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Nov. 30th, 2013

Here's a challenge. I n rooting through several differnet wooden cases of inherited family silver for table-settings at Thanksgiviing, we came upon a number of items whose use we didn't know (and in some cases couldn't imagine). They are shown below. How many do you know? Any?  (PS:  "A" is not damaged or melted. The cross on "D" is a cutout.)


( 57 comments — Leave a comment )
Will Waller
Nov. 30th, 2013 03:13 pm (UTC)
Brown sugar
I usually use C for brown sugar. I couldn't tell you if that's right or not.
Nov. 30th, 2013 03:15 pm (UTC)
I think they're for different sorts of denunciation.
Nov. 30th, 2013 04:04 pm (UTC)
Are you trying to make a farce out of this? (Albert Alligator to Pogo, ca. 1954)
Nov. 30th, 2013 03:15 pm (UTC)
If crowdsourcing doesn't work out, Cooks Illustrated has a feature on unidentified kitchen items that I believe extends to silverware as well, and they always seem to find out what the mystery items are.
Nov. 30th, 2013 03:24 pm (UTC)
Or you can send the image over to the folks at Replacements.com -- they are excellent at helping to identify things.
Nov. 30th, 2013 03:16 pm (UTC)
C looks like a berry spoon. I suspect these are all for specific foods that are more-or-less shaped as the spoons are. D is probably for something kept in a liquid. Is E for cheese or butter?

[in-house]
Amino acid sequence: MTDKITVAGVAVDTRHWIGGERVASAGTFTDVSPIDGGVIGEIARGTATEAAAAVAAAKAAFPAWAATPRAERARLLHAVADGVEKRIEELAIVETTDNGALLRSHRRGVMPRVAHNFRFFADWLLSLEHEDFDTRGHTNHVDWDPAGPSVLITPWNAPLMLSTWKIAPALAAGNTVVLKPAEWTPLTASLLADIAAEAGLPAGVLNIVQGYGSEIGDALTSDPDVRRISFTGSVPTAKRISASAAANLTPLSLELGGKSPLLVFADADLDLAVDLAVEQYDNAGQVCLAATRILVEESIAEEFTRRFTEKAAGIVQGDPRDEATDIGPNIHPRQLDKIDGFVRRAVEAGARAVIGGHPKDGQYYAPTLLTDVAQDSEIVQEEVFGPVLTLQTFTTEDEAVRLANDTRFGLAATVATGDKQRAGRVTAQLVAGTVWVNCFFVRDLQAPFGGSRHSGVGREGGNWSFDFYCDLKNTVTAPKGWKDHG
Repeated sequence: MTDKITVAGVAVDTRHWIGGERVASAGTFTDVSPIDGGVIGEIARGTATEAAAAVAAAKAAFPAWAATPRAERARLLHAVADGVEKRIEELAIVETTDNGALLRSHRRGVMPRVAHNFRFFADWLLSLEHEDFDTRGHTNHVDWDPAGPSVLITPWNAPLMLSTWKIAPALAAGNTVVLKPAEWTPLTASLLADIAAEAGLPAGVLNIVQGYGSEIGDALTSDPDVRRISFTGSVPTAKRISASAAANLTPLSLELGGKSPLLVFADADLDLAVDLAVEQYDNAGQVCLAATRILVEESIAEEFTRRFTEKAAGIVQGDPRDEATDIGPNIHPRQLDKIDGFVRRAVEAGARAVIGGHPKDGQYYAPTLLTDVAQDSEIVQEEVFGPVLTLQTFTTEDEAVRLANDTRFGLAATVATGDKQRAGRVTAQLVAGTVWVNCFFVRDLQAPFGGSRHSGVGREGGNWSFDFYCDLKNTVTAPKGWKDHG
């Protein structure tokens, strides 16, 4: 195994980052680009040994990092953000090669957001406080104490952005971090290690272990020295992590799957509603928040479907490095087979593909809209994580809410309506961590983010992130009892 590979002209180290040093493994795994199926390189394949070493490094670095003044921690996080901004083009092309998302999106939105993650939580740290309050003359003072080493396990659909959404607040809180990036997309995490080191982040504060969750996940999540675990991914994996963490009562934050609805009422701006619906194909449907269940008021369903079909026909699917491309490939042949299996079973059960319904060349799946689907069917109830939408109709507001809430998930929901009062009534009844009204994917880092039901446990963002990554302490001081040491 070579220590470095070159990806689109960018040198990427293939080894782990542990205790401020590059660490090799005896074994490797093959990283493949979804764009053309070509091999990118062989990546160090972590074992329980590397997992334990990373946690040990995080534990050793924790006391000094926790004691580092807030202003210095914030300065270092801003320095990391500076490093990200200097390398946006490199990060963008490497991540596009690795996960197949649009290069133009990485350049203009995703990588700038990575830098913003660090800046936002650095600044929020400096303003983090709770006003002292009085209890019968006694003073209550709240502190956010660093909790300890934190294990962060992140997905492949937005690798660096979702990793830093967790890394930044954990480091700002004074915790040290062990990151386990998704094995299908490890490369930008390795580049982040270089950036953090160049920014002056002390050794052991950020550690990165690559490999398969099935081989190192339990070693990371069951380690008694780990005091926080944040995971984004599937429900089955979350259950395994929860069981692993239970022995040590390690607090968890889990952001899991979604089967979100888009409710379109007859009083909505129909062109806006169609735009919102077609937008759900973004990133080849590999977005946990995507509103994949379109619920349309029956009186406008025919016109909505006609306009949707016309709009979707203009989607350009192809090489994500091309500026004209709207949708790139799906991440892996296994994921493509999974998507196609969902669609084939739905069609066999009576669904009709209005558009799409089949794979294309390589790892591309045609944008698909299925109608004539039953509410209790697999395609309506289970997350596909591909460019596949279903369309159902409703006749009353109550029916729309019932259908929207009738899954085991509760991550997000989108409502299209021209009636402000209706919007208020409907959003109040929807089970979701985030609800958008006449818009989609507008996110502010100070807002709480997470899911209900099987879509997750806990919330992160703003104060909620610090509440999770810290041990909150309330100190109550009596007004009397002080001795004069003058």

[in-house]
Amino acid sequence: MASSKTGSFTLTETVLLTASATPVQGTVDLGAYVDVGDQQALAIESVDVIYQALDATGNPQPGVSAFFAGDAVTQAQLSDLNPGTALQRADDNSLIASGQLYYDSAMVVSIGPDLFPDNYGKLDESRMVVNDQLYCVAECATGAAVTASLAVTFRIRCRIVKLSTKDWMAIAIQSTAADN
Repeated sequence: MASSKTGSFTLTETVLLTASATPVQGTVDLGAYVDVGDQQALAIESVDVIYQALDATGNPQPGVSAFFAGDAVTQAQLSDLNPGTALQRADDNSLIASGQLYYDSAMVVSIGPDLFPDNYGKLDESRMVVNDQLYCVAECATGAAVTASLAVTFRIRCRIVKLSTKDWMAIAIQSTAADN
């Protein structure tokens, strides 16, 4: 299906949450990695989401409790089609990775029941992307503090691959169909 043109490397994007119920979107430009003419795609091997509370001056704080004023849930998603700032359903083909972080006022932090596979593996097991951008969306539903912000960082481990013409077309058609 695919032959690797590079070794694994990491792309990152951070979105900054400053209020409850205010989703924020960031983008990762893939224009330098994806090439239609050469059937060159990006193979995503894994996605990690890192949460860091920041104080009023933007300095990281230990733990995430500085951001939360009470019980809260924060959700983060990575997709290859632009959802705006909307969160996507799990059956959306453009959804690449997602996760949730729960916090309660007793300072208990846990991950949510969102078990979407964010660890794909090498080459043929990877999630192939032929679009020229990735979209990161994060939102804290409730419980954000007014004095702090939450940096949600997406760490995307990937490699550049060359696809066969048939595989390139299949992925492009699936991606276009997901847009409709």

Nov. 30th, 2013 04:03 pm (UTC)
Agreed -- good thinking. A berry spoon -- how often have I wished I had one!
(no subject) - thatmakesmemad - Nov. 30th, 2013 08:35 pm (UTC) - Expand
(no subject) - thatmakesmemad - Nov. 30th, 2013 08:39 pm (UTC) - Expand
(no subject) - crowleycrow - Nov. 30th, 2013 11:44 pm (UTC) - Expand
Nov. 30th, 2013 03:19 pm (UTC)
A is a saucier spoon and D is an ice cream fork. I have seen C many times, but don't know what it is.
Nov. 30th, 2013 04:04 pm (UTC)
Nov. 30th, 2013 03:24 pm (UTC)
Spoon C
C is a sugar spoon. Would love to know what the others are. -- Richard Lehnert
Nov. 30th, 2013 03:33 pm (UTC)
E is a pastry fork. You slice into your cake with the blade side.
Nov. 30th, 2013 04:02 pm (UTC)
I thought that too -- but it's so small, and the cutter part is so comapritively wide, and doesn't angle off the wrong way?
(no subject) - batwrangler - Dec. 1st, 2013 04:46 am (UTC) - Expand
(no subject) - crowleycrow - Dec. 1st, 2013 01:14 pm (UTC) - Expand
(no subject) - undyingking - Dec. 2nd, 2013 09:34 am (UTC) - Expand
Nov. 30th, 2013 03:46 pm (UTC)
There is no spoon...
Nov. 30th, 2013 04:22 pm (UTC)
Before I read the rest of the comments, I think I'll guess that E is a fish-fork, for a right-handed person.
Nov. 30th, 2013 04:25 pm (UTC)
Maybe -- mbut is it not too small? A small-fish fork or a small fish-fork.
(no subject) - nightspore - Nov. 30th, 2013 04:38 pm (UTC) - Expand
(no subject) - (Anonymous) - Dec. 2nd, 2013 04:27 pm (UTC) - Expand